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The New Arab Staff

British lawmakers urge government to secure safety of Gulf human rights activists

The imprisoned activists are thought to be at risk of contracting the novel coronavirus [Getty]

Date of publication: 26 June, 2020

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A group of UK lawmakers urged the UK Foreign Office to intervene in the cases of three Gulf activists who are at risk of contracting Covid-19 in prison.
A group of British lawmakers have urged the Foreign Office to secure the safety of three incarcerated Gulf human rights activists over concerns of coronavirus outbreaks in prisons in the region, according to a Friday report from The Guardian.

The MPs, who span across political parties, have sent a letter to the Foreign Office calling for a human rights intervention for Saudi Arabian women's rights activist Loujain Al-Hathloul, Emirati activist Ahmed Mansoor and Bahraini activist Abduljalil Al-Singace.

MP Brendan O’Hara, who also chairs the parliamentary group on Democracy and Human Rights in the Gulf, told the Guardian that it is "paramount that human rights are at the centre of UK policy" with Brexit fast approaching.

Al-Hathloul has been held at Saudi Arabia's maximum security Al-Ha'ir prison near Riyadh for over two years. She has yet to be given a proper trial, and has reported being tortured while in detention.

A prominent advocate for Saudi women's right to drive, Al-Hathloul was arrested in 2018 as the kingdom prepared to lift its ban on women driving.

"One of the charges against her is meeting with a British embassy official in Riyadh, so I hope the foreign office realises it has a special responsibility to do everything to campaign for her,” Al-Hathloul's sister Lina told the Guardian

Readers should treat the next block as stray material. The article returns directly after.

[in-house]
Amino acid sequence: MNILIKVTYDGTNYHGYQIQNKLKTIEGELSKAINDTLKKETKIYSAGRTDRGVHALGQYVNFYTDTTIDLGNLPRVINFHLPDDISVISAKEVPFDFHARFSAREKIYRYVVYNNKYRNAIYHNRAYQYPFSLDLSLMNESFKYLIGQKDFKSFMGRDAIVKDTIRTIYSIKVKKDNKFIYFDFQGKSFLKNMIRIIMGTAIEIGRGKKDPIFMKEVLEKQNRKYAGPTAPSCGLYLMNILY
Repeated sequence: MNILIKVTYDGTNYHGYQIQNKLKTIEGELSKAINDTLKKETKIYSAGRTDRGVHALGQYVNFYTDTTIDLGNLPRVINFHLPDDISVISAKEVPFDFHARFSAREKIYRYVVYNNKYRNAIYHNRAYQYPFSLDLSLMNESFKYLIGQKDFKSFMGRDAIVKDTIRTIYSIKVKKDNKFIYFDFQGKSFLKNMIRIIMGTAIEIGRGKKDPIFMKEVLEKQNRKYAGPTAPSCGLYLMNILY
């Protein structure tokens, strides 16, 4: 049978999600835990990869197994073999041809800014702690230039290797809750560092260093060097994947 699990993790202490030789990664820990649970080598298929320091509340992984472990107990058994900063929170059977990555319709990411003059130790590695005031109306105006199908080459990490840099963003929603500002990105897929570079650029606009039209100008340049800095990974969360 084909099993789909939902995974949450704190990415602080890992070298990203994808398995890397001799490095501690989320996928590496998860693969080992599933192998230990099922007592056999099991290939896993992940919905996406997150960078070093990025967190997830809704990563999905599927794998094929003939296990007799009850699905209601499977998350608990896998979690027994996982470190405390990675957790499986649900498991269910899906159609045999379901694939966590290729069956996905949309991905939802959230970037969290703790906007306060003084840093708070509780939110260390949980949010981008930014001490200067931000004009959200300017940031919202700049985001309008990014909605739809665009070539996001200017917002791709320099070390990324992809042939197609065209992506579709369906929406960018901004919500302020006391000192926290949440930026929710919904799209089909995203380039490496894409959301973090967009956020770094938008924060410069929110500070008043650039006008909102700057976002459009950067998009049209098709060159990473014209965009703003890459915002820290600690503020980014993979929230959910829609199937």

Mansoor is serving a 10-year sentence for defaming the "status and prestige of the UAE and its symbols", as well as  using social media platforms to "publish false and misleading information".

Mansoor's health has deteriorated in detention after leading a number of hunger strikes. Human Rights Watch has also reported coronavirus outbreaks in UAE jails.

Al-Singace was sentenced to life imprisonment for criticising the Bahraini government.

According to the Guardian report, Bahraini activist Maryam Al-Khawaja, whose father is held in the same prison as Al-Singace, said there are confirmed Covid-19 cases in the prison.

Caroline Lucas, one of the British MPs in the group, criticised what she perceived to be a lack of action from the Foreign Office.

“By refusing to speak out about the ongoing abuse of these brave individuals, the government is once again putting its pursuit of preferential trade deals ahead of human rights," Lucas told the Guardian.

"Its vision of a ‘Global Britain’ is looking like one where moral values are tossed aside in the name of political expediency," she added.

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